A federal district court recently issued summary judgment in favor of a retail defendant in a trade secret misappropriation case involving the alleged misappropriation of a CBD cream formula. On September 3, 2020, Healthcare Resources Management Group, LLC (“HRMG”) filed suit in the Southern District of Florida against several parties, including hemp products retailer Medterra CBD, LLC (“Medterra”), alleging that Medterra misappropriated its proprietary trade secret formula for a CBD cooling cream by selling a product similar to HRMG’s cream. On May 14, 2021, Medterra filed an amended motion for summary judgment against HRMG, arguing that HRMG’s claims for trade secret misappropriation could not stand, as the partial list of HRMG’s ingredients disclosed to it did not constitute a protectable trade secret formula, nor did Medterra “use” or “disclose” any secret formula owned or controlled by HRMG. The court agreed with Medterra, granting its summary judgment motion in full on October 27, 2021. This case serves as an important reminder that trade secret misappropriation claims require proof that a trade secret was either wrongfully acquired, used, or disclosed by the alleged wrongdoer—mere similarity of products is insufficient to succeed on a claim absent these additional elements.
Continue Reading Federal Court Issues Summary Judgment in Favor of Retail Defendant in Alleged Trade Secret Misappropriation of a CBD Cream Formula

With unemployment levels reaching a new high during the global pandemic, courts across the country have become increasingly reluctant to enforce non-compete agreements in employment contracts. As an example, a recent district court case, Robert Garcia v. USA Industries, Inc., demonstrates what may be a shift in Texas’ formerly lenient approach to non-competes. There, the court granted the plaintiff’s request for a temporary restraining order against the non-compete clause in his severance agreement, finding not only that there was inadequate consideration to enforce the non-compete provision, but that the provision itself was unreasonable. While this is only one case, in light of this shift in the interpretation of non-compete agreements as reflected in this decision, companies should ensure that their non-competes are reasonable as to scope and time, supported by adequate consideration, and narrowly tailored to protect the company’s legitimate business interests so as to increase the chances of the agreement being upheld. This will only become more important as more and more states pass restrictive covenants legislation limiting what is permissible.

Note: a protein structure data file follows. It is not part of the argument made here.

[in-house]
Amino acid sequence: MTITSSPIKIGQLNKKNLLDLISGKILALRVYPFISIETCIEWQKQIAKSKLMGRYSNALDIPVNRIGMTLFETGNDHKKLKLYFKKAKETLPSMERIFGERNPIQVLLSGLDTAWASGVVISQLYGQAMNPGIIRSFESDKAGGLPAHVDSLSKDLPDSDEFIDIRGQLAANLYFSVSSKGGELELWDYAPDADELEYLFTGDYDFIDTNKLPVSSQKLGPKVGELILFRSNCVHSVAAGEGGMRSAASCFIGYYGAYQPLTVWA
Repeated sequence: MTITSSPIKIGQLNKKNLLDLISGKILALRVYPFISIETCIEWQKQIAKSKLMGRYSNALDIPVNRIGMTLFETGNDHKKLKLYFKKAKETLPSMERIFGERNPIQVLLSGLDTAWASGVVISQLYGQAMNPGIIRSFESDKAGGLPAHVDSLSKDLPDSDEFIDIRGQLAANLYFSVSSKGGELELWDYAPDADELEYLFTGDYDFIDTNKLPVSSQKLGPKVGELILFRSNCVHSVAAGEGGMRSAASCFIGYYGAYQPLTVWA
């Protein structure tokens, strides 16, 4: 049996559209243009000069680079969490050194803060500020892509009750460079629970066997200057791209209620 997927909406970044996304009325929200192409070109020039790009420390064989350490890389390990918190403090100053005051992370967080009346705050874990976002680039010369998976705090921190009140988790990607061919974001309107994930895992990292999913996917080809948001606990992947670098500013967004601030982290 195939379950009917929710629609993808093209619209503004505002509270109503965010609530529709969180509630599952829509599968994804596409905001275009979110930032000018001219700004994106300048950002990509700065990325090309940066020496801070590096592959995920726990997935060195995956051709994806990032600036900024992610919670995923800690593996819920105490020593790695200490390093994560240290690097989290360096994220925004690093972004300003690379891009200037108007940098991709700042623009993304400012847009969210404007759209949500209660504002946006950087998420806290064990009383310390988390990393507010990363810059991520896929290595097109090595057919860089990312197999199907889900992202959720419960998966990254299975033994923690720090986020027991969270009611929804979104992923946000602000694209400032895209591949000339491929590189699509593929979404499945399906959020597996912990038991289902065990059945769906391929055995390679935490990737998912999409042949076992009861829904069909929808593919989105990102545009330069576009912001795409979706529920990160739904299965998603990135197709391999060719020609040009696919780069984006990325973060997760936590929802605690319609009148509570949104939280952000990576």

Continue Reading Texas Decision Highlights Concerns Regarding Limiting Enforceability of Non-Compete Agreements During COVID-19 Pandemic

The California Court of Appeal recently upheld the dismissal of claims against Mattel, which alleged that Mattel stole the idea for its flying Barbie doll from Technology from Heaven Unlimited (“TFHU”). Applying New York law, the Court found that Mattel did not misappropriate TFHU’s idea to create a flying Barbie using drone technology, as this idea did not have general novelty, even if the idea was novel to the buyer. Moving forward, companies should ensure that they have clear policies and procedures in place before accepting ideas and before entering into contracts for the disclosure of ideas, because whether an idea may be novel may depend on the timing of the contract.
Continue Reading Hoverboard Barbie: A Novelty Toy Without a Novel Concept